Maryland Lawsuits AgainstWashington Adventist Hospital

Takoma Park, MD 20912

About Washington Adventist Hospital

According to Maryland Judiciary Case Search, Washington Adventist, entered with that exact spelling, has been sued for medical malpractice 11 times and for tort claims 2 times since 2012. The exact search criteria used on Maryland Judiciary Case Search is as follows:  Company: Washington Adventist, Party Type: Defendant, Case Type: Civil (Medical Malpractice & Other Tort), Court System: Circuit Court only, County: Default All, Filing Date: 9/26/2012-07/27/2022.

History of Washington Adventist Hospital

Founded in 1907  by members of the Seventh-day Adventist Church as the Washington Sanitarium in Takoma Park, MD, the facility later became known as Washington Adventist Hospital. The hospital serves metro Washington, D.C., and surrounding Maryland counties with a focus on providing healthcare for underserved members of the community. In 1971, the facility made history as the site of the first open heart surgery in Montgomery County and continued to develop a reputation as a premier hospital in the fields of cardiac care, cancer treatment, and orthopedic surgery.

As Washington Adventist Hospital continued to grow throughout the 1990s and 2000s, it expanded its reach in the metro D.C. area by forming a branding initiative called Adventist Healthcare. The Adventist Health Care system now includes over 60 facilities, including imaging centers, outpatient clinics, and primary care offices.

In September 2019, Washington Adventist Hospital relocated from Takoma Park, MD, to Silver Spring, MD, and rebranded as Adventist Healthcare White Oak Medical Center.  However, despite the 2019 name change, the hospital was still listed as a defendant in medical malpractice lawsuits under its prior name of Washington Adventist Hospital as recently as September 2021. When Adventist Healthcare White Oak is entered on Maryland Judiciary Case Search using the same metrics listed above, the case count increases by 2 medical malpractice claims. 

Lawsuits Involving Washington Adventist Hospital

In January 2020, the Maryland Court of Special Appeals (COSA) issued an opinion on how the cremation of a family member’s remains relates to a subsequent medical malpractice lawsuit filed on their behalf. The decision was handed down after Adventist Healthcare Inc., which owns and operates Adventist Healthcare White Oak Medical Center (formerly Washington Adventist Hospital), appealed a medical malpractice verdict in the plaintiff’s favor on the grounds that her choice to cremate her son’s remains amounted to willful destruction of evidence.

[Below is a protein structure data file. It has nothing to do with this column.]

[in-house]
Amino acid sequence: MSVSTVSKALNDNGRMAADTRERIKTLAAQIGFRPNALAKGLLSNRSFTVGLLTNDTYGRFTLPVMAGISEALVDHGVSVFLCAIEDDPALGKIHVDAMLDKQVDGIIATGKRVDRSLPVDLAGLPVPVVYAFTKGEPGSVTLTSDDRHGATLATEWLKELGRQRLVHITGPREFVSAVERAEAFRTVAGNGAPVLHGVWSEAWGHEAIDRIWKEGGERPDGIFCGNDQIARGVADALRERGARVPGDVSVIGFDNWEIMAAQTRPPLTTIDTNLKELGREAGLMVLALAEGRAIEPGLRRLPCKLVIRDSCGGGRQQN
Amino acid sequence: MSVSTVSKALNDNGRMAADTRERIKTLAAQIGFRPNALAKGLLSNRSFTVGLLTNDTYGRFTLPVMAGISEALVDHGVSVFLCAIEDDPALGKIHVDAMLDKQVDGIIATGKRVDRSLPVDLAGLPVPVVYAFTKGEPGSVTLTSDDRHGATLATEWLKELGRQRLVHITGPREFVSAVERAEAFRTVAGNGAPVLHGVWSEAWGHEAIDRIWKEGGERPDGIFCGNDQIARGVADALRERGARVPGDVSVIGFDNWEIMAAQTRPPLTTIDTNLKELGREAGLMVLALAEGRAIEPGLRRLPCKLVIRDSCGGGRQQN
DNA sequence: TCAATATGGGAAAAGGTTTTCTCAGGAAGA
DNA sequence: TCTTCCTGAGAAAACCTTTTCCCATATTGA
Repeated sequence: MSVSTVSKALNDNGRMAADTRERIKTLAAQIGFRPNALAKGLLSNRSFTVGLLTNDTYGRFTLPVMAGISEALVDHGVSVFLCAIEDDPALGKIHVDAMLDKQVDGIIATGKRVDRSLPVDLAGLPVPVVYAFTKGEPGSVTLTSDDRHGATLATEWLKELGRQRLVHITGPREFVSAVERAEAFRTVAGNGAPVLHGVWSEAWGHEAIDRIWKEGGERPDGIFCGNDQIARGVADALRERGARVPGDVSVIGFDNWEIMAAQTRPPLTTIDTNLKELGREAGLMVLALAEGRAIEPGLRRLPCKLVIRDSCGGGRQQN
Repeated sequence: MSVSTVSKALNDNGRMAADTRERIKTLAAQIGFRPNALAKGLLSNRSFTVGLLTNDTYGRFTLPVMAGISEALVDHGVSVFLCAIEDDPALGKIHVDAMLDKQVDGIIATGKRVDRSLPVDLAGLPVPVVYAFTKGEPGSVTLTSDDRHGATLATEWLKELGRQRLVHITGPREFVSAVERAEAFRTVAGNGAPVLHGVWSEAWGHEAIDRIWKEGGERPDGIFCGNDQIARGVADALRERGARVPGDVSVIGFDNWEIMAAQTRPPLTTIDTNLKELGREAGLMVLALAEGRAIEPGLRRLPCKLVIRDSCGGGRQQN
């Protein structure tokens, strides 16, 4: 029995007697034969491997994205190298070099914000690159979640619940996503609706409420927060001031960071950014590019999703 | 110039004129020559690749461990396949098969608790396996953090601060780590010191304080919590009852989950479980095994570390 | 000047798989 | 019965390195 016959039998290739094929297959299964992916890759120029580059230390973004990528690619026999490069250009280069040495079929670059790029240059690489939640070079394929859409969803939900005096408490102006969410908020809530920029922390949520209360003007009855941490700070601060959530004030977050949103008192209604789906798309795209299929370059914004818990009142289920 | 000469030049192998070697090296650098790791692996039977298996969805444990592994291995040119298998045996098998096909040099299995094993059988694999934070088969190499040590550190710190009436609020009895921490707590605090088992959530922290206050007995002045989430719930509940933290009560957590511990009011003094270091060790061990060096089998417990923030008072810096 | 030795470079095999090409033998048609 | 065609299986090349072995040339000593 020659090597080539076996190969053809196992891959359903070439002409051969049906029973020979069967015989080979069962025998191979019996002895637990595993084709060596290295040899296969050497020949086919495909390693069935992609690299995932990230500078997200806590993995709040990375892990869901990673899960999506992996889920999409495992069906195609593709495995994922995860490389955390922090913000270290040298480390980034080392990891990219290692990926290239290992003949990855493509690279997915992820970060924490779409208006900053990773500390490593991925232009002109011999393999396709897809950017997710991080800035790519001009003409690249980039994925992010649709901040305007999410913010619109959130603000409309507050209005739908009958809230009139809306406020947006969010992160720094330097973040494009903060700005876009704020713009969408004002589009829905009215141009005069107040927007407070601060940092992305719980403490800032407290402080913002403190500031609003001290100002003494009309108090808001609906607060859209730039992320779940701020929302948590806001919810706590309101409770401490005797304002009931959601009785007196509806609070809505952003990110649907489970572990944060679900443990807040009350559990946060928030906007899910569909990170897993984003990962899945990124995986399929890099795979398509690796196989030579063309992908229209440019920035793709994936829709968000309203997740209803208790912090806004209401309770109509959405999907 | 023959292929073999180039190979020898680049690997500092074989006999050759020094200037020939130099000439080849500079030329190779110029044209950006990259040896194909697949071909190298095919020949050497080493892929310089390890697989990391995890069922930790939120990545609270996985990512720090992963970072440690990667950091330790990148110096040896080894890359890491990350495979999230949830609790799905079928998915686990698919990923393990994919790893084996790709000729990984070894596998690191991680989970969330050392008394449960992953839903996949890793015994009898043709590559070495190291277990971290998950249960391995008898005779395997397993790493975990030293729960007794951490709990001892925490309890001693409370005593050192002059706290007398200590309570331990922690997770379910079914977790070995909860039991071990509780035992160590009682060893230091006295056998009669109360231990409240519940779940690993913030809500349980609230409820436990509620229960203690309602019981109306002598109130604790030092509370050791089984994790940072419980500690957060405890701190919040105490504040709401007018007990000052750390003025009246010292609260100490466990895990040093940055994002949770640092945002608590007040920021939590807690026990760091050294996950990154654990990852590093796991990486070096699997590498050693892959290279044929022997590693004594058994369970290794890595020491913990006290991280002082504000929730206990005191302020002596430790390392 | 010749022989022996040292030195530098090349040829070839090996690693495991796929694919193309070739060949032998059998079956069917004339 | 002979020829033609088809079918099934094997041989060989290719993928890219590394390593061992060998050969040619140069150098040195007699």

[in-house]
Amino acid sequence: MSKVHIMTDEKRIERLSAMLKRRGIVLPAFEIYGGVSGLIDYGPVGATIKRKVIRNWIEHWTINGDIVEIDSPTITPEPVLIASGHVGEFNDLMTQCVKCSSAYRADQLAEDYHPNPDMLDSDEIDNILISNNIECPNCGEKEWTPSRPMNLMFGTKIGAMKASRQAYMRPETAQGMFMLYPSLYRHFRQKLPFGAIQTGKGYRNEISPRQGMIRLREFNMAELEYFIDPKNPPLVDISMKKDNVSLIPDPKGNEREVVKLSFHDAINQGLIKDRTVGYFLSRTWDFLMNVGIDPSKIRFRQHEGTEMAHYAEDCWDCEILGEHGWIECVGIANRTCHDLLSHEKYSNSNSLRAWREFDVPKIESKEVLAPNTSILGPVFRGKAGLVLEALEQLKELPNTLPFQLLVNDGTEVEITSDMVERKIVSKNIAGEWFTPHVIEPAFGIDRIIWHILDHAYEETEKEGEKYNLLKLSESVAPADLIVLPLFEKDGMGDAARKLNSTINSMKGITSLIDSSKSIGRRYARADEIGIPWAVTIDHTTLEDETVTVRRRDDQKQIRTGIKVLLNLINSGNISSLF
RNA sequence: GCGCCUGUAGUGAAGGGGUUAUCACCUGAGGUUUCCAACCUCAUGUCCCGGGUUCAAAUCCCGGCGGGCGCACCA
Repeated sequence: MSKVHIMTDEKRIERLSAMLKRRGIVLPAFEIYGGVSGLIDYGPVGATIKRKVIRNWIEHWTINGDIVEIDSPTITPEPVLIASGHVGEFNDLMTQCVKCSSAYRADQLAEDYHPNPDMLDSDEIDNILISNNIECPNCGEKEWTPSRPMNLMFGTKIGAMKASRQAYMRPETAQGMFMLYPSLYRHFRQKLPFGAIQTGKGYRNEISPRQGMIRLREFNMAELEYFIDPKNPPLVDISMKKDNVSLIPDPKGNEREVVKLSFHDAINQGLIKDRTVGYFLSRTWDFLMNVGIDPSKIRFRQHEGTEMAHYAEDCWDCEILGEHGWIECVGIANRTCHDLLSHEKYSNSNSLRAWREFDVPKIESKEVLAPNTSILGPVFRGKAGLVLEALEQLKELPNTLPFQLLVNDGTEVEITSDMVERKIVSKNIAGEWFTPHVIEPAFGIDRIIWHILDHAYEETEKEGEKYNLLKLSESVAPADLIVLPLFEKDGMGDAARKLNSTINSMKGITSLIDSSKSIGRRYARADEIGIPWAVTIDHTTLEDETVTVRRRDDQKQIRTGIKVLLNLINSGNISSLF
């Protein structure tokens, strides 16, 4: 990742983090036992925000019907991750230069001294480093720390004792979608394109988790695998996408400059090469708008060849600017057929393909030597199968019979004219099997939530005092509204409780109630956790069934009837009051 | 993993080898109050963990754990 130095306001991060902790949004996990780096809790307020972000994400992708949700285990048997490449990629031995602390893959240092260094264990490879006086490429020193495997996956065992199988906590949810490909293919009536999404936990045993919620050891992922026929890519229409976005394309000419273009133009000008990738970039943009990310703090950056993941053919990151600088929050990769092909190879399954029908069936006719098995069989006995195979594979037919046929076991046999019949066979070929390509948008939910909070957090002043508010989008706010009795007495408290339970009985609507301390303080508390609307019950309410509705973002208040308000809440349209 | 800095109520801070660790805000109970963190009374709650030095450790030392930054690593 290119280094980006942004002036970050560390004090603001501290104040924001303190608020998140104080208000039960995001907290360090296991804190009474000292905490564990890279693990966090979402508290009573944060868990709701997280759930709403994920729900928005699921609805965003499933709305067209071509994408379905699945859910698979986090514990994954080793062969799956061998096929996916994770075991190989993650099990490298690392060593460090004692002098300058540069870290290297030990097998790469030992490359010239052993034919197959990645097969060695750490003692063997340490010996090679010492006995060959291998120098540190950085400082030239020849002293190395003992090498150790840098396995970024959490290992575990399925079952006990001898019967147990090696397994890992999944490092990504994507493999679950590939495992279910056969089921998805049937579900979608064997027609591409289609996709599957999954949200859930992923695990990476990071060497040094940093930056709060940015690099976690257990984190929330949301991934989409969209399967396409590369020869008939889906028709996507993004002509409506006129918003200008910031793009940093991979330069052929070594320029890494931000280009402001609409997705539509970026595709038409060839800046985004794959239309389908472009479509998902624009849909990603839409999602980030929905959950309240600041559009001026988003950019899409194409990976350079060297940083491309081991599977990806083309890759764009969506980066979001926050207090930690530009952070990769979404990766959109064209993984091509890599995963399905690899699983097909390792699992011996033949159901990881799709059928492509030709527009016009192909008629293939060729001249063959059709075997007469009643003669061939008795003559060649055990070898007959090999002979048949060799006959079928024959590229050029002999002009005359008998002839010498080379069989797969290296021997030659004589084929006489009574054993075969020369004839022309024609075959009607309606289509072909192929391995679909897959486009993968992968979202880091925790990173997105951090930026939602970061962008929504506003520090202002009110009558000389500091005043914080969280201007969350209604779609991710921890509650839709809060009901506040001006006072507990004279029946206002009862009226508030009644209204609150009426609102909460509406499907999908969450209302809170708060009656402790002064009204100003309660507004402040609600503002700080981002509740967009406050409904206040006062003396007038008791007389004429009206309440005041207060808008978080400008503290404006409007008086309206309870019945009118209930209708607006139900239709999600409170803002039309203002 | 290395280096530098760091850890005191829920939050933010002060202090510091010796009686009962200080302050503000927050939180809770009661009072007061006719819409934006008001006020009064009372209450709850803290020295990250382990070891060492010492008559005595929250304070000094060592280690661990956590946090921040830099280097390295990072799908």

According to the appeal, James Mattingly, Jr., died at Washington Adventist Hospital in 2014 when he developed a massive septic infection after a colostomy reversal surgery. His mother, Susan Mattingly, then arranged a private autopsy to confirm her son’s cause of death. The autopsy examiner and accompanying pathologist subsequently determined that James Mattingly died as a result of a “failed surgical…joining of his sigmoid colon and rectum” during the colostomy reversal procedure. This failure to properly fuse the colon and rectum, they stated, caused contamination in his peritoneal cavity, spurring a severe and ultimately fatal infection. Following the autopsy, Susan Mattingly had her son’s remains cremated.

Based on James Mattingly’s autopsy findings, Susan Mattingly filed a medical malpractice lawsuit against Adventist Healthcare, Inc., Washington Adventist Hospital, and Dr. Sarabjit Anand, the surgeon who performed the colostomy reversal. The case eventually went to trial in Prince George’s County Circuit Court, and a jury ruled in Susan Mattingly’s favor. She was awarded $1.35 million in damages, though damage caps reduced the verdict to $740,000.

The defendants then appealed the verdict, arguing that Susan Mattingly’s decision to arrange a private autopsy of her son and then cremate his remains could reasonably be considered spoilation of evidence, i.e., the willful or negligent destruction or withholding of evidence to alter the outcome of a legal proceeding. Since the remains of the decedent at the center of the medical malpractice lawsuit were destroyed, the appeal argued, the defendants’ ability to present their full argument before a jury was compromised. Their appeal eventually worked its way up to the COSA, which upheld the jury’s decision in Susan Mattingly’s favor. In its written decision, COSA noted that when “an individual who has authority to make decisions about the appropriate disposition of a decedent’s remains chooses to…have the remains cremated, the person with authority has no duty to preserve evidence from the body…when a person authorized to have a decedent’s remains cremated chooses to do so…the authorized person has not engaged in spoliation.”

Some of the major personal injury attorneys that regularly sue Washington Adventist Hospital, now known as Adventist White Oak Medical Center, for medical malpractice are:  Shelsby & Leoni, P.A.; Gilman & Bedigian, LLC; and McCarthy, Winkelman, Mester, & Offutt, LLP.  As the hospital is based in Montgomery County, the majority of malpractice cases against it are filed in Montgomery County Circuit Court. If you or a loved one have been injured by Washington Adventist Hospital/Adventist White Oak Medical Center, you should contact a personal injury lawyer to assess your claim.

Last updated July 27, 2022

All data below is as according to the MD Judiciary, As of: 9/26/2012. Data Policy

Washington Adventist Hospital Lawsuit Statistics

Lawyers with Experience in Washington Adventist Hospital Lawsuits

O'Shaughnessy, Phillips P

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